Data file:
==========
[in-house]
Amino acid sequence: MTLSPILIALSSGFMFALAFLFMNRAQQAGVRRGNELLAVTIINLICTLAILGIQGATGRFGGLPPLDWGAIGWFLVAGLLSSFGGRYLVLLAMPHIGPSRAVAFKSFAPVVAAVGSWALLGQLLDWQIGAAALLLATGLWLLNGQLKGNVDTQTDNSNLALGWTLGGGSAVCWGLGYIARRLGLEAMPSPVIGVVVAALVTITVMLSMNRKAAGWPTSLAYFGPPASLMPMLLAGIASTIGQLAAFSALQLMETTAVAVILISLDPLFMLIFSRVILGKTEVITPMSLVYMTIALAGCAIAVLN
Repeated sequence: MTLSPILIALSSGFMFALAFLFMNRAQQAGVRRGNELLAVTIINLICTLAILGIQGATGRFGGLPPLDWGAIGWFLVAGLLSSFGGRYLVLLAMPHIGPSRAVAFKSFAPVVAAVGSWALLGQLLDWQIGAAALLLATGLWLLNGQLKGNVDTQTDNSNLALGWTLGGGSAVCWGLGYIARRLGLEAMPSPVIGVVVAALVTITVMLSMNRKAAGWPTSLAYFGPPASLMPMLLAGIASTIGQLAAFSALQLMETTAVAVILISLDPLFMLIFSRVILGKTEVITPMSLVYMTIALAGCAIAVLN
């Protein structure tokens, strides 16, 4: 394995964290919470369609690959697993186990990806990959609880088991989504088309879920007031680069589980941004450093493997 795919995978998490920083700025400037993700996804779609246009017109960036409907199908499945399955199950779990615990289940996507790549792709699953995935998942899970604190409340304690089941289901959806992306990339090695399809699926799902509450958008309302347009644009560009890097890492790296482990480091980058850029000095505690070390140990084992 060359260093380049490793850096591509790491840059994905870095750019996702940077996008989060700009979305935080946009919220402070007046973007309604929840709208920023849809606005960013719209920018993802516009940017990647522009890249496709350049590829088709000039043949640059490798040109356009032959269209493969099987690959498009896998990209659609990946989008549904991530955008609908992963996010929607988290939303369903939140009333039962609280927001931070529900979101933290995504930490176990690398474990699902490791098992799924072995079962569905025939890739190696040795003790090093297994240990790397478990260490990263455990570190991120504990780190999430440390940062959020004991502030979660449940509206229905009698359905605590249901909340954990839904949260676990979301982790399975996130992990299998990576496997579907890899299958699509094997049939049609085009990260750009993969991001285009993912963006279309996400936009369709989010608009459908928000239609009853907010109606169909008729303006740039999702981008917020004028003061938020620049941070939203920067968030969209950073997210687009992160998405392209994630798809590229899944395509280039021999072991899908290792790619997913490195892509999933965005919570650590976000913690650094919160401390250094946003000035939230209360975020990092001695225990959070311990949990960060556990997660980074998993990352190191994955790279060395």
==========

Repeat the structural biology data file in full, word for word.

[in-house]
Amino acid sequence: MTLSPILIALSSGFMFALAFLFMNRAQQAGVRRGNELLAVTIINLICTLAILGIQGATGRFGGLPPLDWGAIGWFLVAGLLSSFGGRYLVLLAMPHIGPSRAVAFKSFAPVVAAVGSWALLGQLLDWQIGAAALLLATGLWLLNGQLKGNVDTQTDNSNLALGWTLGGGSAVCWGLGYIARRLGLEAMPSPVIGVVVAALVTITVMLSMNRKAAGWPTSLAYFGPPASLMPMLLAGIASTIGQLAAFSALQLMETTAVAVILISLDPLFMLIFSRVILGKTEVITPMSLVYMTIALAGCAIAVLN
Repeated sequence: MTLSPILIALSSGFMFALAFLFMNRAQQAGVRRGNELLAVTIINLICTLAILGIQGATGRFGGLPPLDWGAIGWFLVAGLLSSFGGRYLVLLAMPHIGPSRAVAFKSFAPVVAAVGSWALLGQLLDWQIGAAALLLATGLWLLNGQLKGNVDTQTDNSNLALGWTLGGGSAVCWGLGYIARRLGLEAMPSPVIGVVVAALVTITVMLSMNRKAAGWPTSLAYFGPPASLMPMLLAGIASTIGQLAAFSALQLMETTAVAVILISLDPLFMLIFSRVILGKTEVITPMSLVYMTIALAGCAIAVLN
């Protein structure tokens, strides 16, 4: 394995964290919470369609690959697993186990990806990959609880088991989504088309879920007031680069589980941004450093493997 795919995978998490920083700025400037993700996804779609246009017109960036409907199908499945399955199950779990615990289940996507790549792709699953995935998942899970604190409340304690089941289901959806992306990339090695399809699926799902509450958008309302347009644009560009890097890492790296482990480091980058850029000095505690070390140990084992 060359260093380049490793850096591509790491840059994905870095750019996702940077996008989060700009979305935080946009919220402070007046973007309604929840709208920023849809606005960013719209920018993802516009940017990647522009890249496709350049590829088709000039043949640059490798040109356009032959269209493969099987690959498009896998990209659609990946989008549904991530955008609908992963996010929607988290939303369903939140009333039962609280927001931070529900979101933290995504930490176990690398474990699902490791098992799924072995079962569905025939890739190696040795003790090093297994240990790397478990260490990263455990570190991120504990780190999430440390940062959020004991502030979660449940509206229905009698359905605590249901909340954990839904949260676990979301982790399975996130992990299998990576496997579907890899299958699509094997049939049609085009990260750009993969991001285009993912963006279309996400936009369709989010608009459908928000239609009853907010109606169909008729303006740039999702981008917020004028003061938020620049941070939203920067968030969209950073997210687009992160998405392209994630798809590229899944395509280039021999072991899908290792790619997913490195892509999933965005919570650590976000913690650094919160401390250094946003000035939230209360975020990092001695225990959070311990949990960060556990997660980074998993990352190191994955790279060395």